This fertile valley, informally called Truckee Meadows, is tucked between two stunning mountain ranges, the Sierra Nevada and the Virginia Range. Reno has always been a great place to gamble, from mining for gold in the mountains or in the casinos.
To provide a convenient connection between Virginia City (as in Nevada) and the California Trail, Charles W. Fuller gambled on striking it rich when he erected his log toll bridge in 1859 over the Truckee River and then waited for the '49ers to come to him.
Fuller undoubtedly lost a fortune when he sold his bridge to Myron C. Lake two years later. Myron ran with the hand he’d been dealt and came up with a full house, adding a grist mill, kiln and livery stable to the existing hotel and eating house. Lake earned the title, “Founder of Reno” to go along with his good fortune.
Ya gotta know when to hold ‘em, and know when to fold ‘em.
Ya gotta know, too, there’s more to Reno than gambling. Here’s what I know when it comes to Reno.
1. Wild horses are near and dear to this Wild West town! Of course, if you’re a fan of A Place Called Roam, you know this factoid is not really new news. If you’re not a fan, join the party, but not before you check out yesterday’s blog for anything and everything about America’s living legends roaming Reno.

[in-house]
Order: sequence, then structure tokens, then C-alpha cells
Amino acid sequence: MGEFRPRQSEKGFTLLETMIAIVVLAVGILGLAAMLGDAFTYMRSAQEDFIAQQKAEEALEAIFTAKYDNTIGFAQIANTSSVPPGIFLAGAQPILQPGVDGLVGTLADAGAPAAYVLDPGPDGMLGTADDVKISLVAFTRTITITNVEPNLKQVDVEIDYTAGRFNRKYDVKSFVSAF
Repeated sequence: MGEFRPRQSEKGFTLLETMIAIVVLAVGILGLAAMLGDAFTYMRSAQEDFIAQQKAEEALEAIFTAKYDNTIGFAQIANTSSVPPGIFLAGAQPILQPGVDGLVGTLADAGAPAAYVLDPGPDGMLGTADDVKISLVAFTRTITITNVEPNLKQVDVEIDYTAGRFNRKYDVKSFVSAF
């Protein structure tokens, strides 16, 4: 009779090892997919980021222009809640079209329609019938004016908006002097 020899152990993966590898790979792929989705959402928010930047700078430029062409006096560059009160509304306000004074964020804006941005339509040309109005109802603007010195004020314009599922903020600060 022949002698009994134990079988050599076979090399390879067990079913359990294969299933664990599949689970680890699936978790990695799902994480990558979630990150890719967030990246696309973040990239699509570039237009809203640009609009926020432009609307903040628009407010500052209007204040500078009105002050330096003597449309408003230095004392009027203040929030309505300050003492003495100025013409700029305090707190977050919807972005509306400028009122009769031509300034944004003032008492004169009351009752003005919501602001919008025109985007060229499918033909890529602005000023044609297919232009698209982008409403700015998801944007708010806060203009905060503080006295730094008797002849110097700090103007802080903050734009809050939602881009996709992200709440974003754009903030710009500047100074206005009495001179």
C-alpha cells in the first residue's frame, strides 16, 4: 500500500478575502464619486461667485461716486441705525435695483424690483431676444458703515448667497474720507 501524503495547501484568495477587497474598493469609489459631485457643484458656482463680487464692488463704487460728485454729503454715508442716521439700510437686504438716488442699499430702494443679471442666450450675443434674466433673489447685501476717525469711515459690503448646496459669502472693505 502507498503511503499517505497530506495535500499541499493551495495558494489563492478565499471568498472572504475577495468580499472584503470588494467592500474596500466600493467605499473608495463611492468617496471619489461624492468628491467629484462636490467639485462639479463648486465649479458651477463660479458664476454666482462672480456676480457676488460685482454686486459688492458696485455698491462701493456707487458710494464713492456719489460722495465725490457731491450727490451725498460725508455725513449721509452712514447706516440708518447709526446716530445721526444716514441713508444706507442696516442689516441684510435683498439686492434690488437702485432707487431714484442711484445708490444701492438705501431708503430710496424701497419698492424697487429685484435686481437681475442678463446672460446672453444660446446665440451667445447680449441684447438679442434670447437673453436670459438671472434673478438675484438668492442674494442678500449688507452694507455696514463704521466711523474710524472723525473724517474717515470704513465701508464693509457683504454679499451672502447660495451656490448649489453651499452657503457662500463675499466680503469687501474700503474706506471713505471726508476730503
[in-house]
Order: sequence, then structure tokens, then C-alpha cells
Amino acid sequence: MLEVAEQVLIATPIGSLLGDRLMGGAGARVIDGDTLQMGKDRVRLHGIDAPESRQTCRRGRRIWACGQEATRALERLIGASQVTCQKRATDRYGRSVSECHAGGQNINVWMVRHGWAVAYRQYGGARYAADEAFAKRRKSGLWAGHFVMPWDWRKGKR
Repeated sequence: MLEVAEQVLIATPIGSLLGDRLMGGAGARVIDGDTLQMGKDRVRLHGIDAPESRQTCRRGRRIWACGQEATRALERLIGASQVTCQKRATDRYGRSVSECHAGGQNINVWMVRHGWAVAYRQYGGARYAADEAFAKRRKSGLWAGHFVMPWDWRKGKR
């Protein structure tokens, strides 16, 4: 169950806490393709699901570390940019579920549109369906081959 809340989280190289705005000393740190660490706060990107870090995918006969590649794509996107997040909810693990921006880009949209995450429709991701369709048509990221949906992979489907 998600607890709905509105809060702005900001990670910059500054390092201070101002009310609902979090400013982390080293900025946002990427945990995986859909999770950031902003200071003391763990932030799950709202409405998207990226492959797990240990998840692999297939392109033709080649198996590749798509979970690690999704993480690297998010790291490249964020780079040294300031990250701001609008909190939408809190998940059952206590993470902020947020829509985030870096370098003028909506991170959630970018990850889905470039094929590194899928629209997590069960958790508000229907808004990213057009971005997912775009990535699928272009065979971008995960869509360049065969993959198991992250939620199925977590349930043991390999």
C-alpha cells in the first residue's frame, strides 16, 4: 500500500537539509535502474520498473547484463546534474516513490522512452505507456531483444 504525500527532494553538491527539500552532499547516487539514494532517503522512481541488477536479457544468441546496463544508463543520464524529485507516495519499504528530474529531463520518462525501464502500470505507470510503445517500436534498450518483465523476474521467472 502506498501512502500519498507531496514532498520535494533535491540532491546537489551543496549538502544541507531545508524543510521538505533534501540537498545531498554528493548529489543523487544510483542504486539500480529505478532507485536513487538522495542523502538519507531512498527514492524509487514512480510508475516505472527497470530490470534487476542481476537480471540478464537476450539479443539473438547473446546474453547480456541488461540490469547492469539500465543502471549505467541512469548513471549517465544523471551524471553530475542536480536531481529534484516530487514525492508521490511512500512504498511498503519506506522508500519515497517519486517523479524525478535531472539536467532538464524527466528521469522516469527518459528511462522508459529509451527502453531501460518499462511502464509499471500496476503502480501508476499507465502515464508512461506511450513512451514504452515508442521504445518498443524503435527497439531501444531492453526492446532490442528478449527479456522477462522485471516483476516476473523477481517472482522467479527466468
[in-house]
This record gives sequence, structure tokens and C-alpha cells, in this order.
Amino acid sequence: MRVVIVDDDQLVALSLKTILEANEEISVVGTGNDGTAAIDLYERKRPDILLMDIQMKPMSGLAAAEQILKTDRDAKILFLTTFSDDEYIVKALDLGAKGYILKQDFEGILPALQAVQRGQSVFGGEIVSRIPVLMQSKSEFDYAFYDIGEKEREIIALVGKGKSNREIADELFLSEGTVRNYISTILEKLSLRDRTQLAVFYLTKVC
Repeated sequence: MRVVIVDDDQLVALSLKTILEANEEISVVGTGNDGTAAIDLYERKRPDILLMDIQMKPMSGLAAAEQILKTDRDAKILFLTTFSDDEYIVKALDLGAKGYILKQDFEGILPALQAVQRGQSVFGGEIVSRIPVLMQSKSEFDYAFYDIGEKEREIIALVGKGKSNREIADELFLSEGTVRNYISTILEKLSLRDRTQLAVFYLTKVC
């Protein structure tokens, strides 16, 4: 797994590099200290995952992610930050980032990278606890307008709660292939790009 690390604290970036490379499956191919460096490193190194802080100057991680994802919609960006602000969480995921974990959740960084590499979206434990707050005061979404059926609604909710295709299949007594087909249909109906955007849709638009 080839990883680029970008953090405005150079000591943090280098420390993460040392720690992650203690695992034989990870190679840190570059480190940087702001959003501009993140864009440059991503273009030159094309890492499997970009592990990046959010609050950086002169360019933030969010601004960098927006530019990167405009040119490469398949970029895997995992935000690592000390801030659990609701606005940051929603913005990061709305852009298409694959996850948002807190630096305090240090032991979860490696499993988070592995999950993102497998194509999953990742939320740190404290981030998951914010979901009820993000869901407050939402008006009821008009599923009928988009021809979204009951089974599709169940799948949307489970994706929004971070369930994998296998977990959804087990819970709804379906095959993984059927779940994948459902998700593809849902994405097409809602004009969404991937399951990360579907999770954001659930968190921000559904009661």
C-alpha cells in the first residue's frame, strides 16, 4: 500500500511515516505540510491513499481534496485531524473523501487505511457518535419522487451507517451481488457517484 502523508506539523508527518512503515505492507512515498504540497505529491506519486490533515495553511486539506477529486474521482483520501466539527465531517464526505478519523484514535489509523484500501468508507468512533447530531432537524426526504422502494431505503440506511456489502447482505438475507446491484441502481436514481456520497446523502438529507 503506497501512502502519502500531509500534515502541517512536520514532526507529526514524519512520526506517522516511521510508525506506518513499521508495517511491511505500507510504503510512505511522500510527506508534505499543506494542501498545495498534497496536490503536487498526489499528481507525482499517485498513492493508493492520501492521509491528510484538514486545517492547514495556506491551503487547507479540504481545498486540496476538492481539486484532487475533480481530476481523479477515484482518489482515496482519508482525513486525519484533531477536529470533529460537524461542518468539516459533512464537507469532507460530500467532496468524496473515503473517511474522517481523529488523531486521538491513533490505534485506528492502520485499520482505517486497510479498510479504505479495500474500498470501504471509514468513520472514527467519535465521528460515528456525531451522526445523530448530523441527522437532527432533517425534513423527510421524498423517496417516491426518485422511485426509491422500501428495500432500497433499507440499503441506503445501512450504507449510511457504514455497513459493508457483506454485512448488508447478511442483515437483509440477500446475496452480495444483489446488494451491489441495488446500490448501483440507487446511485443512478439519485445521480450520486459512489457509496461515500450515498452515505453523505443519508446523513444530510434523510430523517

Had you going there for a minute with the poll, didn’t I? But the basic facts are accurate. Seems Major General Jesse Lee Reno, a Union officer in the American Civil War, was killed during the Battle of South Mountain (I hate when that happens!). Major General Reno was obviously as popular as he was heroic; Reno County, Kansas, Reno, Nevada, El Reno, Oklahoma and Fort Reno in Washington, D.C. were all named after the Major General.
Over 30,000 divorces were granted in the Washoe County Courthouse during the 1930s, when Reno was the only place in the world where “quickie divorces” could be had in six weeks rather than the minimum 12-month industry standard at the time. According to popular legend, women “Reno-vated” after the required six-week Reno “vacation” would kiss a column on the Courthouse portico on their way out, then walk to the Virginia Street Bridge and toss their wedding rings into the Truckee River.
Apparently the trend caught on, because when three buddies applied for and were granted a permit to dredge in the waters beneath the Virginia Street Bridge in the summer of 1976, they came away with 90 rings, hundreds of pounds of silver coins and a good number of casino chips. Their efforts over the next three summers netted more than 400 rings total, although few were worth much; as much as the marriages that ended with the tradition, perhaps.
At least two movies, the 1939 Reno, and the 1960s The Misfits, starring Clark Gable and Marilyn Monroe, incorporated ring-tossing scenes to depict this Reno legend. I much prefer the heartwarming 21st century trend involving lovers and locks and tossing keys. Check out this latest trend via this link to my most popular post to date.